Inbox: How far will Yanks go for 'pen depth?
Beat reporter Bryan Hoch answers questions from New York fans
Should the Yankees use Miguel Andújar and Clint Frazier as trade bait to land Josh Hader from the Brewers? Is this a good deal for the Yankees?
-- Taylor S., via Twitter
The Yankees’ interest in Hader has been detailed frequently in recent weeks, though there is a sense that those discussions remain preliminary in nature -- the Brewers have seemed to be more “dangling versus shopping” Hader to see how rich the offers could be, as one industry source recently put it. The Dodgers and Mets were also listed among the interested clubs.
Yankees general manager Brian Cashman has said that he believes it would be difficult to improve the roster past the blockbuster addition of Gerrit Cole, but the bullpen is an area where they have not been shy about upgrading in recent years. Adding Hader to a group that already includes Aroldis Chapman, Zack Britton, Tommy Kahnle and Adam Ottavino would be impressive indeed.
That said, the Brewers have made it clear that they value Hader as one of the best relief pitchers in the game, and any trade enticing them to waive four years of control would have to net a significant return. Andújar makes sense because Milwaukee is in the market for a long-term solution at third base, but the Brewers probably couldn’t make that trade without getting No. 1 prospect, according to MLB Pipeline, Deivi Garcia from New York, and perhaps more.
How will the Yankees handle Jordan Montgomery in 2020? Is he likely to be in the rotation, the bullpen or stashed in Triple-A for depth?
-- Evan G., via Facebook
The Yankees continue to project Montgomery as a starting pitcher, and it was encouraging that he was able to return from Tommy John surgery to pitch four innings at the end of the 2019 season. Montgomery (who turned 27 on Dec. 27) projects to enter Spring Training in competition for the No. 5 spot in the rotation. If he isn’t on the Opening Day roster, I’d expect to see him as a starting pitcher at Triple-A Scranton/Wilkes-Barre, vying for a callup.
Is the leadership lost from CC Sabathia and Didi Gregorius underrated?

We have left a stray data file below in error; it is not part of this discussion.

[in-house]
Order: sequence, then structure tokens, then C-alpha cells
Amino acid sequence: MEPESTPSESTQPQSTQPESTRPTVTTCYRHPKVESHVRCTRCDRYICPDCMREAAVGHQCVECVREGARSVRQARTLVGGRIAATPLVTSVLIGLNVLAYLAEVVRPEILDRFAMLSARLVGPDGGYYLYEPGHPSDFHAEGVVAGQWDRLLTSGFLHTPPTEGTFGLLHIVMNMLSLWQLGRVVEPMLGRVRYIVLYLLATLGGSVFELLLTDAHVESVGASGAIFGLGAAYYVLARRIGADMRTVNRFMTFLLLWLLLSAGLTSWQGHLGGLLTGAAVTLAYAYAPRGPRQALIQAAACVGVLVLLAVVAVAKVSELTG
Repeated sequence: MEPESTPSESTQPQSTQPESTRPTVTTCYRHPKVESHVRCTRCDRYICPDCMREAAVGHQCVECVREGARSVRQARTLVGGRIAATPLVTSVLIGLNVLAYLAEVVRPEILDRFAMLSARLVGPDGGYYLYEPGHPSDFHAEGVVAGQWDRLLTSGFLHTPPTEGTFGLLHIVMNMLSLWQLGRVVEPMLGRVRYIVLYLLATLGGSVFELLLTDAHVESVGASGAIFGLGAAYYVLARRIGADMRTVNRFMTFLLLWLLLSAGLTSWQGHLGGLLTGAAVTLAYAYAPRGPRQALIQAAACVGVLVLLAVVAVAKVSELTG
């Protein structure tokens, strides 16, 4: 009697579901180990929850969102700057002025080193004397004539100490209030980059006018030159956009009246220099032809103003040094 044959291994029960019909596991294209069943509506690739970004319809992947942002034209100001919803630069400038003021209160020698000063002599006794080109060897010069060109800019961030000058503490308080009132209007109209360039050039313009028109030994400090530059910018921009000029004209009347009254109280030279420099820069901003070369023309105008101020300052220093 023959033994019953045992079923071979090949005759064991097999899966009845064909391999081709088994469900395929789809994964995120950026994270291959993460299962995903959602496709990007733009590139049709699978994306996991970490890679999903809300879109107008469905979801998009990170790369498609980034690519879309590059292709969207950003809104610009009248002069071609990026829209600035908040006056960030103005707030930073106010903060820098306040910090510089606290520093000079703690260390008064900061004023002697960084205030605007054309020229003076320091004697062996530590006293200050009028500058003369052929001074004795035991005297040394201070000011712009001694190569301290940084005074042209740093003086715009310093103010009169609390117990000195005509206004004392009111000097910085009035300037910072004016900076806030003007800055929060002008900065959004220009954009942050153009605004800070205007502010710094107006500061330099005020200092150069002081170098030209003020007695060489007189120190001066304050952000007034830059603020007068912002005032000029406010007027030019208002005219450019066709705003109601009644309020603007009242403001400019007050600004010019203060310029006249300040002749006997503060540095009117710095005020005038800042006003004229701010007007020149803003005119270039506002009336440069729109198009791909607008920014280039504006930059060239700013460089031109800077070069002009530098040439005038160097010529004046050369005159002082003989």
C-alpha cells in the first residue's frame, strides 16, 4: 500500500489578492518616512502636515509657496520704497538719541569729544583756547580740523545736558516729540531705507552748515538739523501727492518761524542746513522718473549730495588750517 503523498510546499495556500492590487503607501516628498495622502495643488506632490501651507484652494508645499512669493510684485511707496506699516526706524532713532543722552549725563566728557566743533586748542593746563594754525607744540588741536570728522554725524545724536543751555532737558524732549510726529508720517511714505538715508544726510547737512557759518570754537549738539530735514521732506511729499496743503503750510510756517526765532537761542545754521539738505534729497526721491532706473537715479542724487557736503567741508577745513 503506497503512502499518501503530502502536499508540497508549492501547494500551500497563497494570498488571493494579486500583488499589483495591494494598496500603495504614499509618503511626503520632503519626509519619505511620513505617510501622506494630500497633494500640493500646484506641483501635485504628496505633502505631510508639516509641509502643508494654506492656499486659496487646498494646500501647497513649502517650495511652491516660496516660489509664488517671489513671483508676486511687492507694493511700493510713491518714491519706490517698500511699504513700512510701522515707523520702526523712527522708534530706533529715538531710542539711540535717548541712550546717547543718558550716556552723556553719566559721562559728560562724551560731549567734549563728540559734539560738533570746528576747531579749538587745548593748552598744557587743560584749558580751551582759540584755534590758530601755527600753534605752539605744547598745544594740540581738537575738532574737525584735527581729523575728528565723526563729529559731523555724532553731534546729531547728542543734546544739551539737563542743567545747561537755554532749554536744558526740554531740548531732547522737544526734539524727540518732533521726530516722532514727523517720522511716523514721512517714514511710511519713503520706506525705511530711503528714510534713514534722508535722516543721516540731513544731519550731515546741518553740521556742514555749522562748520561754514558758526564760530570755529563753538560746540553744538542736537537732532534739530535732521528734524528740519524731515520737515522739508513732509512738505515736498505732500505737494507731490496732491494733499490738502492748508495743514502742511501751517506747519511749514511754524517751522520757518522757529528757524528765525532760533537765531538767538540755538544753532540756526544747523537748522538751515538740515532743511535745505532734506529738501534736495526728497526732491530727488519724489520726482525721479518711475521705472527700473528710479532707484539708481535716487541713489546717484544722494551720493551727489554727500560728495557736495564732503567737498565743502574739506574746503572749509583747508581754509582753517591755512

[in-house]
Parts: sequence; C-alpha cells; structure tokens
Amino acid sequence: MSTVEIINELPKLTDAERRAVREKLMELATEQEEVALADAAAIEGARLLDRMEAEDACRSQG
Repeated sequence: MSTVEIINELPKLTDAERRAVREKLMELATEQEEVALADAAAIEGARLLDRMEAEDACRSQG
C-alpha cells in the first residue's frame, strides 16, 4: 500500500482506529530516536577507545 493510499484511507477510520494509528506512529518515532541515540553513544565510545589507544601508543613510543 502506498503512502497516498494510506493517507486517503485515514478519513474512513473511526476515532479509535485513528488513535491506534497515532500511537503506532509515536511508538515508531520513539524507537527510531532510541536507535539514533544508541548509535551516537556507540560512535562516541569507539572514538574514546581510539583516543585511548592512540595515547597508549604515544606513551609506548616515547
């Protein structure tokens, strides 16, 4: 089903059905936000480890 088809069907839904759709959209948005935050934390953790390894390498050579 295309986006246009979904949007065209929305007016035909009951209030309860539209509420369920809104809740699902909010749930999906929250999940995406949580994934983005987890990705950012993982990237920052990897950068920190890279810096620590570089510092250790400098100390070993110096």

-- Scott M., Harrisonburg, Va.
Their presence surely will be missed, particularly Sabathia, who has been a clubhouse constant since the new Yankee Stadium opened in 2009. Sabathia seemed to be the rare pitcher who could also command respect from the position players, but the game continues on, as it did following Derek Jeter’s retirement. Brett Gardner’s return provides continuity, and Aaron Judge has taken on more leadership responsibilities each year.
Any thoughts on the left-handed bat situation?
-- Mark L., via Twitter
With Gregorius’ departure, the Yankees’ Opening Day lineup projects to be extremely right-handed beyond Gardner and perhaps Mike Tauchman. I asked Aaron Boone about that recently, and he seemed to indicate that they believe they will score plenty of runs even without perfect balance:
“You always want to have balance, but you want to be as good a team as you can be, so you're always trying to kind of improve where you can. Nothing turns out perfect. You're not always going to have the perfect roster, but we feel like whichever way we go -- and especially with Aaron Hicks out to start the first couple of months -- there is certainly a chance that we could be very right-handed. But we also know there is a really good chance that we will be a really good offense.”
How do you feel about electronic strike zone umpiring?
-- Alec D., McAllen, Texas
I’m curious to see how the technology can be implemented in the Majors, though according to reports, it likely wouldn’t happen before 2022. I understand the allure of the "human element," and that was one of my main arguments against the implementation of replay years back, but in practice replay (while not perfect) has been a net positive. As with replay, my take is that the most important thing is getting the calls right. If MLB can improve that accuracy, I’m all for it.
Any progress on a J.A. Happ trade?
-- Tyler N., Los Angeles
It has been quiet since the Winter Meetings, and since there is no real deadline to make a move, it wouldn’t be a shock to see the Yankees keep Happ into Spring Training (and possibly even the regular season). With a $17 million salary for 2020, plus a '21 option at the same amount that vests if Happ registers 165 innings or 27 starts, Happ doesn’t exactly represent great value coming off a largely disappointing season. The Yankees would likely have to eat a large portion of that salary if they intend to offload him quickly. One interested club may be the Blue Jays, who appear primed to contend for an American League Wild Card spot this year.
Can Gio Urshela play shortstop in limited duty? If not, what is the Yankees’ plan to back up Gleyber Torres?
-- Noah F., Columbia, S.C.
Urshela certainly could handle the position on a fill-in basis; while the Yankees didn’t use him there in 2019, he appeared in 13 big league games as a shortstop for the Indians and Blue Jays. Considering Urshela is viewed as the probable Opening Day third baseman, Thairo Estrada and Tyler Wade project as the more likely in-house backups for Torres. The Yanks are also open to adding an experienced middle-infield option, preferably on a Minor League agreement.